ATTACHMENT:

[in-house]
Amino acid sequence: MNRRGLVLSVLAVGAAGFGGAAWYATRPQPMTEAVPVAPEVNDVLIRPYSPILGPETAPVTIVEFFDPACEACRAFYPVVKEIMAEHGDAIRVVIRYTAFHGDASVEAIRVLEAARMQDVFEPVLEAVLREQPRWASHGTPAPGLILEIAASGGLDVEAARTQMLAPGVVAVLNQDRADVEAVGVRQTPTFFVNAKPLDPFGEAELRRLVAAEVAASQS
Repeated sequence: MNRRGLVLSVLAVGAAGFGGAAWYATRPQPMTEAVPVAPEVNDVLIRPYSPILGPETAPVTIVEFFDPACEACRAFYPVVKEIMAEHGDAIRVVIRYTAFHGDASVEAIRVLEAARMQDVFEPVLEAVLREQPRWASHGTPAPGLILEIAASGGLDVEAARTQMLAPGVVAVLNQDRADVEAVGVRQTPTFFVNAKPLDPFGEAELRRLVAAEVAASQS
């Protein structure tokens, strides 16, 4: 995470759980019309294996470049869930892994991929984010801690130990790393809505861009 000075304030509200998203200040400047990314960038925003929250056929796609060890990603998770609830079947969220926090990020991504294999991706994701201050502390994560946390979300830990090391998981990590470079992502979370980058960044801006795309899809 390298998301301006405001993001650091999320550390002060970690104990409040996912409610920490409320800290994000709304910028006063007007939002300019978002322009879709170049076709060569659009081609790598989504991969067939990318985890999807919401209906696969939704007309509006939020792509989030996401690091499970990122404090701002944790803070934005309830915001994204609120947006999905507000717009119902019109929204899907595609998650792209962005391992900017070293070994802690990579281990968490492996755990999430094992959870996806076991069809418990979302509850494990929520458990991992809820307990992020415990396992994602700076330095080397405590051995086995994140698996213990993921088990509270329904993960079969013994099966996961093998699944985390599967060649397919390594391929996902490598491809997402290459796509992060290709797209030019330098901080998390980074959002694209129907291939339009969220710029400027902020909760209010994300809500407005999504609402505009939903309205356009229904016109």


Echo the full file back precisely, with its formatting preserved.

[in-house]
Amino acid sequence: MNRRGLVLSVLAVGAAGFGGAAWYATRPQPMTEAVPVAPEVNDVLIRPYSPILGPETAPVTIVEFFDPACEACRAFYPVVKEIMAEHGDAIRVVIRYTAFHGDASVEAIRVLEAARMQDVFEPVLEAVLREQPRWASHGTPAPGLILEIAASGGLDVEAARTQMLAPGVVAVLNQDRADVEAVGVRQTPTFFVNAKPLDPFGEAELRRLVAAEVAASQS
Repeated sequence: MNRRGLVLSVLAVGAAGFGGAAWYATRPQPMTEAVPVAPEVNDVLIRPYSPILGPETAPVTIVEFFDPACEACRAFYPVVKEIMAEHGDAIRVVIRYTAFHGDASVEAIRVLEAARMQDVFEPVLEAVLREQPRWASHGTPAPGLILEIAASGGLDVEAARTQMLAPGVVAVLNQDRADVEAVGVRQTPTFFVNAKPLDPFGEAELRRLVAAEVAASQS
């Protein structure tokens, strides 16, 4: 995470759980019309294996470049869930892994991929984010801690130990790393809505861009 000075304030509200998203200040400047990314960038925003929250056929796609060890990603998770609830079947969220926090990020991504294999991706994701201050502390994560946390979300830990090391998981990590470079992502979370980058960044801006795309899809 390298998301301006405001993001650091999320550390002060970690104990409040996912409610920490409320800290994000709304910028006063007007939002300019978002322009879709170049076709060569659009081609790598989504991969067939990318985890999807919401209906696969939704007309509006939020792509989030996401690091499970990122404090701002944790803070934005309830915001994204609120947006999905507000717009119902019109929204899907595609998650792209962005391992900017070293070994802690990579281990968490492996755990999430094992959870996806076991069809418990979302509850494990929520458990991992809820307990992020415990396992994602700076330095080397405590051995086995994140698996213990993921088990509270329904993960079969013994099966996961093998699944985390599967060649397919390594391929996902490598491809997402290459796509992060290709797209030019330098901080998390980074959002694209129907291939339009969220710029400027902020909760209010994300809500407005999504609402505009939903309205356009229904016109």